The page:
The common core structure of these compounds is presented in Figure 4. From this structure, it can be found that these sulfonylurea compounds are derived from sulfonamide (Figure 1) by replacing R1 with (-CO-NHR2) and R2 with H, NH2 with R3. R1, R2, R3 in sulfonylurea structure which are responsible for the different properties sulfonylurea compounds have. Figure 5 shows sulfonylurea family members and Table 2 shows their properties.

    Figure 4. Sulfonylurea general structure.
    Figure 4.

    Figure 5. Sulfonylurea anti-hyperglycemic agents’ structures.
    Figure 5.

    Table 2. Anti hyperglycemic sulfonylurea properties 6
    Compound Name pK a Log P Molecular Weight T 1\2
    Tolbutamide 5.16 2.3 270.347 7
    Tolazamide 3.6 2.69 311.4 7
    Acetohexamide 6.6 2.3 324.395 N\A
    Carbutamide N\A 1.01 271.335 N\A
    Chlorpropamide 5.13 2.2 276.735 36
    Glycyclamide N\A N\A 296.119 N\A
    Metahexamide 3 N\A 311.4 N\A
    Glyburide N\A 4.9 494.003 2-4
    Gliclazide N\A 2.6 323.411 6-15
    Glipizide 5.9 1.91 445.538 3-5
    Glibornurinde N\A N\A 276.735 N\A
    Gliquidone N\A 4.5 527.636 N\A
    Glisoxepide N\A N\A 449.526 N\A
    Glyclopyramide N\A N\A 303.761 N\A
    Glymidine 6.92 1.27 309.34 4
    Glimiiride N\A 3.9 490.619 5

    It is worth mentioning that not all sulfonylurea derivatives are anti-hyperglycemic agents. Most of them are herbicides. 18 To eliminate the confusion about this point, it is important to present the common core structure of these sulfonylurea herbicides;6 (Figure 6), which shows the difference between them and anti-hyperglycemic agents derived from sulfonylurea.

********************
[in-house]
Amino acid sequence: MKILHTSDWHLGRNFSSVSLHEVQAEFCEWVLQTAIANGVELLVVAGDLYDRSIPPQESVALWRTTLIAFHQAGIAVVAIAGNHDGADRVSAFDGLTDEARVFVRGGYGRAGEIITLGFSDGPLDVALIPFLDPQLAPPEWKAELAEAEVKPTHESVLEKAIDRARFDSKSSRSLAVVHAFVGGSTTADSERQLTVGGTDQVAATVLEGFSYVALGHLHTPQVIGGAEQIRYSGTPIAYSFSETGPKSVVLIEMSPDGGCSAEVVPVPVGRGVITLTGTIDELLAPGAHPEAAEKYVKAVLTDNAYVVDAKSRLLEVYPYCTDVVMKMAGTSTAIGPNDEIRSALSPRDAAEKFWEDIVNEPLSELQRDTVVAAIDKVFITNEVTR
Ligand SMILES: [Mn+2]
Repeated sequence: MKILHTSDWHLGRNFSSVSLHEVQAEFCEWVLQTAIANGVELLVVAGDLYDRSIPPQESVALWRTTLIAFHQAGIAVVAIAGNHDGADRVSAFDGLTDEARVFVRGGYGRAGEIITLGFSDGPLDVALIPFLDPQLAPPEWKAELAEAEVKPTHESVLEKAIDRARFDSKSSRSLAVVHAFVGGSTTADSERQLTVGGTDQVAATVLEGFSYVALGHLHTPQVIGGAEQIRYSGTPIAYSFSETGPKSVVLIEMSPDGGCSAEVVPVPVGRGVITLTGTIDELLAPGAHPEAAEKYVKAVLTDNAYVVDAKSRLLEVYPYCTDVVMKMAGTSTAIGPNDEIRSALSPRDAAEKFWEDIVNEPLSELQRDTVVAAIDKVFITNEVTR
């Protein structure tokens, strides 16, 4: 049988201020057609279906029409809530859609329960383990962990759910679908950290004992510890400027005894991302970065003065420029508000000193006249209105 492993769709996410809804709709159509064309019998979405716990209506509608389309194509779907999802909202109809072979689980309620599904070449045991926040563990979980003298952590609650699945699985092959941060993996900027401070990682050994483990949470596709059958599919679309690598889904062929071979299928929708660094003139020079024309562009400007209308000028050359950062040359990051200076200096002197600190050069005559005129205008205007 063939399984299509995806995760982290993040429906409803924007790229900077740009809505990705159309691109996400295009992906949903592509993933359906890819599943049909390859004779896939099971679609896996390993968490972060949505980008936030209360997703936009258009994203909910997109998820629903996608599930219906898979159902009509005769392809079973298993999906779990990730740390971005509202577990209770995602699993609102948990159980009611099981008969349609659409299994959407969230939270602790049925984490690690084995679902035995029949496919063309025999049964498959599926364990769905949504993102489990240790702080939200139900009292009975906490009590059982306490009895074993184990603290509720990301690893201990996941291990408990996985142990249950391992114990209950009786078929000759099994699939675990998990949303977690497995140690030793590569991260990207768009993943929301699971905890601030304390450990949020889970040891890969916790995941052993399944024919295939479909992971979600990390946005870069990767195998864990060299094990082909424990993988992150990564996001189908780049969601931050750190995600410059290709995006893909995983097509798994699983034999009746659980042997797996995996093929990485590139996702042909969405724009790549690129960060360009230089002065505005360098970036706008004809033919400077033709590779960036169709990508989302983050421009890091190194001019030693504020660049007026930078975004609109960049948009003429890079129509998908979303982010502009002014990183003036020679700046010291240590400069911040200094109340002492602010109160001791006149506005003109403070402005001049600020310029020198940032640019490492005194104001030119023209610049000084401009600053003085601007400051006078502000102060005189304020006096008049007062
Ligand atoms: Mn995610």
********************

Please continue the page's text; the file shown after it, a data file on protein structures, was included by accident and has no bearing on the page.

Figure 6. sulfonylurea herbicides’ structures
    Figure 6.

    Diuretics:

    We all know that diuretics play an effective role in hypertension treatment.19 There are many pharmaceutical combinations between them and anti-hypertension agents.20 In general, diuretics such as carbonic anhydrase inhibitors, thiazides and loop diuretics are sulfonamide compounds. The chemical structures of these sub-group members are shown in Figure 7. Loop diuretics are considered safer and high ceiling diuretics. Their efficacy has linear relationship with their doses, to the contrary of thiazides which are low-ceiling diuretics.21, 22 These properties can be attributed to the reason that the loop diuretics are sulfonamide derivatives not thiazide ones.

    Figure 7. carbonic anhydrase inhibitors’ structures.
    Figure 7.

    Figure 8 shows the common core structure of thiazide diuretics, and Figure 9 presents thiazide family members. Loop diuretic common core structure is presented in Figure 10; where X can be N or C, while Figure 11 presents different members of it. Table 3 presents diuretic compounds’ properties.